Letter from Prague

Spain's Costa del Sol is perhaps the most common place for the English to go on holiday. Often the best aspects of British life are not on show, and we are easily recognisable by the colour of our legs.

The sea-less Czechs flock to the Adriatic just as the sunless Brits do to the Spanish beaches. Unlike the English they don't tend towards rowdiness when on mass, but their sheer volume on the beaches is certainly overwhelming and they go the same unnatural pink-orange-brown colour from lying on the beach as all other Northern Europeans. It was strange to see practically as many CZ number plates as Croatian ones and to hear Czech spoken in a foreign country more than any other language.

After a while I moved inland from the Croatian Adriatic and the multitudes of tourists were replaced with a disturbingly large number of houses torn to pieces by the recent war. I made my way into Bosnia-Herzegovina and saw the famous destroyed bridge at Mostar and then went on to Sarajevo. The Czech cars I saw here, I assume, are those of refugees who had made new lives in the Czech lands.

On my homeward journey I was hitchhiking in the flat planes of Slavonia in eastern Croatia when the driver told me that we were passing by a 'Czech village'. I felt a duty to go and see it, only to discover that it was in fact a Slovak village. (I was surprised that someone from ex-Yugoslavia would make this mistake.) It was called Josipovac after Bishop Josip Strossmayer, who founded it in 1881 because he was organising the construction of a new cathedral at nearby Dakovo. As there was nothing but thick oak forest in the region guest labourers had to be brought in to build it from impoverished Slovakia.

I became acquainted with the proud president of the village's Matica slovenská a Slovak national cultural organisation dating to back to the country's national revival last century. He gave me a tour of the new local school which had been built jointly by the Slovak and Croat governments.

He then told me that as well as ten thousand Slovaks there were also thirteen thousand Czechs living in Croatia and sent me to the town of Daruvar, a hundred or so kilometres to the west. The town itself is half Czech-speaking, while the surrounding villages are almost entirely Czech. The town is famous for its beer which is called Starocesko, and was first introduced by Czech migrants in 1840, and has now become one of Croatia's major breweries.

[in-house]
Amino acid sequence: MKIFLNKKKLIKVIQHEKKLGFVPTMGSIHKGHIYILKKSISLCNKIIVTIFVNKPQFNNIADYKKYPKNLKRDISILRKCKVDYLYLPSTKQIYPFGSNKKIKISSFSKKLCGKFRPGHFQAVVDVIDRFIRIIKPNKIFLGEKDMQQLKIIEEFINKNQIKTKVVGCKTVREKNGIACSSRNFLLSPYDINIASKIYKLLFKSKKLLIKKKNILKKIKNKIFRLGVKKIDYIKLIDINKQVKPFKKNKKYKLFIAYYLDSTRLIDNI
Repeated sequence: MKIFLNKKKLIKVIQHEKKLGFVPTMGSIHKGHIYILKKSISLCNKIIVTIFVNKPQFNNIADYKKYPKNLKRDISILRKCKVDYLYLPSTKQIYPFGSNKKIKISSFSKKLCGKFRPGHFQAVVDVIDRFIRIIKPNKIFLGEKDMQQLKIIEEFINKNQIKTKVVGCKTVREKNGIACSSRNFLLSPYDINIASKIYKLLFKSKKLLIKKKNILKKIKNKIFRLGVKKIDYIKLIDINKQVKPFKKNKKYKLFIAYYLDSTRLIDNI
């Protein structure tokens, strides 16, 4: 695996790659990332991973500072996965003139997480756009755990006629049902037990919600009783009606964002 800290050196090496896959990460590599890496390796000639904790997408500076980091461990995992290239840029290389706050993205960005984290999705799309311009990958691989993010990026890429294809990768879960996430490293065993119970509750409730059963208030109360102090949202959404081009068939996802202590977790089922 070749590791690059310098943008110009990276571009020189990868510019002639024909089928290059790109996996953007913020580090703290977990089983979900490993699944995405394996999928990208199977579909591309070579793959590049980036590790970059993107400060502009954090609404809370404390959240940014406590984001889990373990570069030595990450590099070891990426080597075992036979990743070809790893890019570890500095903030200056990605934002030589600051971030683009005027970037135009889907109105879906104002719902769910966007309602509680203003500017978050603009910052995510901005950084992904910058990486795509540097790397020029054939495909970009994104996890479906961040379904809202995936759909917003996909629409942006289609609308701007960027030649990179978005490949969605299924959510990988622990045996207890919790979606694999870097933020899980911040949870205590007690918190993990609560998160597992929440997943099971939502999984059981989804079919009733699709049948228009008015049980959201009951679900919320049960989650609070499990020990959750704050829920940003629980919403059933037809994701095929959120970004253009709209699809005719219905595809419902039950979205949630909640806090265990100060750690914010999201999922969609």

After speaking to the very educated president of the Czech Union and head-teacher of the local Czech secondary school I decided to venture into one of these villages. She spoke to me in clear standard Czech, but I was fascinated to hear the spoken dialect.

The villagers were a wary bunch, seemingly afraid to communicate with people they didn't know. When they spoke to each other I couldn't really understand them. Obviously, after living in Croatia for a hundred and fifty years the influence of the local language will be strong. They mixed a lot of Croatian words into their language; they tended to put the stress on the second syllable rather than on the first as is proper; and I could hear rising and falling vowel sounds taken over from Croatian. Instead of greeting each other with the nautical 'ahoj' as is standard here, they used the Croatian 'bogu'.

When I did talk to them they told that thirty to forty Czechs had died in the war with Yugoslavia in ninety one and ninety two. I wondered how many people back home knew that so many of their kinsmen had died, or he even that they existed.

So there are two very different types of Czechs in Croatia.

Author: Paddington Tucker
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